Browser Add-Ons: Track Prices, Check Grammar, and Blast Web Pages

Last week I took a look at some fun Web sites and services that let you make your own e-mail newsletters, create artsy word clouds, and easily watch YouTube on Windows Media Center. This week I'm moving to bookmarklets and add-ons--funky little tools that add interesting functionality to your Web browser. First up, a Web service (and browser add-on) with an awful name that helps you track prices on Amazon.

Track Amazon Price Drops With Camelcamelcamel

Recently I've been rewatching the beloved sci-fi series Firefly and thinking how great it would be to own on Blu-ray.

Like many shoppers, I started my search at Amazon--where Firefly: The Complete Series on Blu-ray sells for $50. Ouch. Too rich for my poor blogger blood.

Fortunately, I'm in no rush, so I copied the URL for the product page, then headed to camelcamelcamel--the ultimate site for Amazon shoppers (and arguably the most unfortunately named service since failed dot-com Flooz).

Camelcamelcamel (which I will hereafter refer to as CCC) lets you set up price-watch alerts for virtually any Amazon product. For example, when Amazon or a third-party seller drops that Firefly collection to below $25, CCC will notify me via e-mail and/or Twitter.

You can even set up an RSS feed for an individual product or all the products you're tracking.

But wait, there's more. CCC provides price-history charts that date back as far as a year. That's a great help in researching your product and figuring out a reasonable amount for your price-watch alert.

The Firefly set has been as low as $27 from Amazon--and $22 from third-party resellers. But, currently, no one has it for less than $34. So I think setting my price watch at $25 makes sense.

CCC lets you import your Amazon Wish List, a big time-saver. There's also a "Camelizer" Firefox add-on, Chrome extension, and bookmarklet that gives you one-click access to price-history charts--not just for Amazon, but also for Best Buy and Newegg.

Finally, CCC has prefab RSS feeds for "biggest Amazon price drops," "most recent price drops," and "most popular products"--all great tools for the avid Amazon shopper.

As someone who works overtime to find the lowest prices on everything, I'm adding camelcamelcamel to my list of must-bookmark sites.

Check Your Spelling and Grammar With After the Deadline

As an English major (and self-proclaimed language snob), it bugs me when I see poor grammar and spelling in e-mail, blog comments, status updates, and other online communications.

If you're not linguistically perfect (and ever so humble) like me, check out After the Deadline, a browser plug-in that checks spelling, grammar, and even style for all your online doings.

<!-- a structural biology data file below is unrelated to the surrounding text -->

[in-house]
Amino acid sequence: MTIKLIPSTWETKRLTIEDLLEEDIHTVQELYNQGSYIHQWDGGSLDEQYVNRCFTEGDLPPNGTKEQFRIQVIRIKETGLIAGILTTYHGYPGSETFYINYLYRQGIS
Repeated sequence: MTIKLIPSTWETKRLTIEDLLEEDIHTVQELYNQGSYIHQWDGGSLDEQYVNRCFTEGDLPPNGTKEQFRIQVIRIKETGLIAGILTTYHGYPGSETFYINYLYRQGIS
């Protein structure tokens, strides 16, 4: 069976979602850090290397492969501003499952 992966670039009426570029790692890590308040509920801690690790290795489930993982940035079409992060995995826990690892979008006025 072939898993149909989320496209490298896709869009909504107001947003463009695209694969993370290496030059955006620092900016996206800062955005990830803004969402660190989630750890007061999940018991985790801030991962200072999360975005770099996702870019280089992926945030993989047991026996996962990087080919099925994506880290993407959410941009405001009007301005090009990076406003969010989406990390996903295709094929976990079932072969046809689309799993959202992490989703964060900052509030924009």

After the Deadline is available for Chrome and Firefox. Users of other browsers can try the After the Deadline bookmarklet, but be warned: it's not nearly as slick. There's also a beta After the Deadline plug-in for OpenOffice's Writer word processor.

As you may know, Chrome and Firefox already have built-in spell checkers that work as you type. So why bother with After the Deadline? Simple: the latter has a lot more features, including context-sensitive checking and the aforementioned style suggestions.

Bottom line: if you're not too swift with the arranging and spelling of words, at least let After the Deadline do a little proofreading before you click Send. It's free, so what do you have to lose?

Turn Any Web Page Into Your Own Personal Asteroids Game

It's Friday, so let's have some fun. Ever read something on the Web that made you so mad, you just wanted to blast the entire page to smithereens?

Before you put your fist through your monitor, click on Erik Rothoff Andersson's Asteroids bookmarklet. This clever bit of JavaScript programming turns the current Web page into one big Asteroids game. But instead of shooting space rocks, you're blasting away bits of the page.

Die, ad banner! Die, blurry screenshot! Die, lame attempt at humor by hack columnist! I can't begin to tell you how fun and satisfying this can be--especially if you make little "pew-pew!" noises while you're doing it (sadly, the game lacks sound effects).

To play, just drag the bookmarklet to your browser's Favorites toolbar, then click it on any Web page. When your little triangular ship appears, pilot it using your arrow keys (anyone familiar with the real Asteroids will have no trouble), and press the space bar to shoot.

When you're done, just refresh the page to bring it back. Now, go and have fun!

If you've got a hassle that needs solving, send it my way. I can't promise a response, but I'll definitely read every e-mail I get--and do my best to address at least some of them in the PCWorld Hassle-Free PC blog. My 411: hasslefree@pcworld.com. You can also sign up to have the Hassle-Free PC newsletter e-mailed to you each week.

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